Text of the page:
Still Quiet On The Western Front


In their rush the Germans rolled over the road which is just east of the Chemin des Dames. A section of that road, now N 44, was held by a few British troops, and most of the British along the road that day are still there. At the entrance to the cemetery is a large stone upon which is written THEIR NAME LIVETH FOR EVERMORE. The same kind of stone with the same words is in every British western-front cemetery save for the very tiny ones. It is called the Stone of Remembrance. In every cemetery, regardless of size, there is a stone cross—the Cross of Sacrifice. In this cemetery, as in all the others, there is a book kept in a metal container built into a little sheltered place by the entrance; the one here explains that this cemetery was created after the Armistice by collecting bodies from the immediate area. Nine hundred and fifty-five men are buried in La Ville-aux-Bois—Pontavert Cemetery. There are also eighteen stones commemorating men buried elsewhere.

There is another book; the Visitors’ Book. Ever since this cemetery was set up, there has been a Visitors’ Book in which one is requested to sign his name and add any comment he likes. Every few years a book is filled up with several hundred names and comments, and is taken away and put in the Commonwealth War Graves Commission files. And a new one is substituted. There are more than a thousand British cemeteries; there are tens of thousands of filled-up books dating from the nineteen twenties.

In the Visitors’ Book of La Ville-aux-Bois—Pontavert Cemetery in summer, 1964, W. C. Balfour, who served with the 2nd Middlesex in 1918, wrote, “Thanks my pals are here.” A Frenchman wrote, “Remembrances of a poilu of 1914-18.” Also in French was: “Respects of a little girl nine years old.” A group of Germans from Munich visited the cemetery together and wrote, “Brave dead soldiers.” “Brave soldiers.” “Rest in peace soldiers.” Mostly the people were from England; they wrote, “Very well kept. Thank you.” “Thank you.” “Beautifully kept—thank you.” Frederick Ronald Ransome wrote, “I have been so moved to visit my father’s grave.” His father is among the Knowns: SECOND LIEUTENANT  F. R. RANSOME, 1ST BN. ROYAL DUBLIN FUSILIERS ATTACHED 2ND BN. WEST YORKSHIRE REGT. DIED OF WOUNDS 26 MAY 1918. Two people with the same last name as an Oxford boy: “I shall always remember.” “I shall always remember.” In a quavering handwriting: “On behalf of your brother Bert and family may you rest in peace, dear Ned. From your old friend Jim, still going at near 71.” From a London woman: “A little corner of a foreign field that is forever England.”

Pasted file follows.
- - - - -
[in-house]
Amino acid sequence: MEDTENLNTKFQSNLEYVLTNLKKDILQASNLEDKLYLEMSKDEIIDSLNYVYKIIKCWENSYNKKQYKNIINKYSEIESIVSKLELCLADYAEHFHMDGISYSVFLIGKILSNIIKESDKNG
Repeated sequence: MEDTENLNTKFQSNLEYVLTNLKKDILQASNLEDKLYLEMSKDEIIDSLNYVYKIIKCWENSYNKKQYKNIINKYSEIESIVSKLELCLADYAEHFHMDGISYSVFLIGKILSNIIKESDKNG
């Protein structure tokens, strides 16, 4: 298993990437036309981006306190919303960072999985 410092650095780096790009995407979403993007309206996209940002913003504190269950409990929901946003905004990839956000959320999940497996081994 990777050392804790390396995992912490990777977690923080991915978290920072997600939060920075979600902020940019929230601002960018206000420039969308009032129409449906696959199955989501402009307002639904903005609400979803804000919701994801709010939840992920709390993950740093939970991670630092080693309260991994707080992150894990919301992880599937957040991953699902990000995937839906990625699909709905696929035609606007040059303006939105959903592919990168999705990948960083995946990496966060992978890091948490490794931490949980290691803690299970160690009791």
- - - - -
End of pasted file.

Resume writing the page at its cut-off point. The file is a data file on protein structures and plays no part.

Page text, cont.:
Down the road perhaps the distance of a city block stands a memorial erected to the 2nd Battalion of the Devonshire Regiment, which, the lettering on the stone says, repulsed successive attacks on this spot, thus permitting the defenses in the south to be reorganized and reinforced. WITHOUT HOPE OF ASSISTANCE THEY... FOUGHT TO THE LAST WITH AN UNHESITATING OBEDIENCE TO ORDERS. THUS THE WHOLE BATTALION, COLONEL, TWENTY-EIGHT OFFICERS, AND FIVE HUNDRED AND FIFTY-SIX NON-COMMISSIONED OFFICERS AND MEN RESPONDED WITH ONE ACCORD AND OFFERED THEIR LIVES IN UNGRUDGING SACRIFICE TO THE SACRED CAUSE OF THR ALLIES. The battalion was awarded the Croix de Guerre with Palm. By the monument is a little roadside inn and across the road a winding lane lined with whitepainted shell casings from the big guns. All about are flat, empty fields and dripping skies; here and there are concrete floors once enclosed with walls punctured with holes for the machine guns. In some spots a bit of wall is still standing. Everything is very quiet—the shell craters, fields, low skies, the monument, the inn, and Tommy Atkins dead nine hundred and seventy-three times.


Most of the survivors of this war now in U.S. Veterans Administration hospitals suffer from one of two ailments. One group is composed of those who were gassed and have been out in civilian life during the intervals when the coughing and gasping abate somewhat. (Now, when they are no longer young, the good intervals grow shorter and shorter, and so the wards paradoxically are growing more crowded as the war recedes into the past.) The other group is made up of men who went as boys to France in 1917-18 and through the quiet sectors up to the front. At the front (and sometimes even before it was reached) something happened to this group. One by one those slated to spend young manhood and middle and old age in hospitals manifested the first signs of illness. They began to talk too much. Or they fell silent. Whiz-bangs came over or machine guns rattled, and the men were medically beyond reach—shell shock. They were taken back to the United States and today in the VA hospitals they watch television or play Volleyball and work in the gardens. Relatives come now and then, and sometimes people who want to do something for them put on musical shows or take them in buses for a picnic. The broken men once boys rush for the hot dogs and anxiously ask, “Buddy, will there be enough?”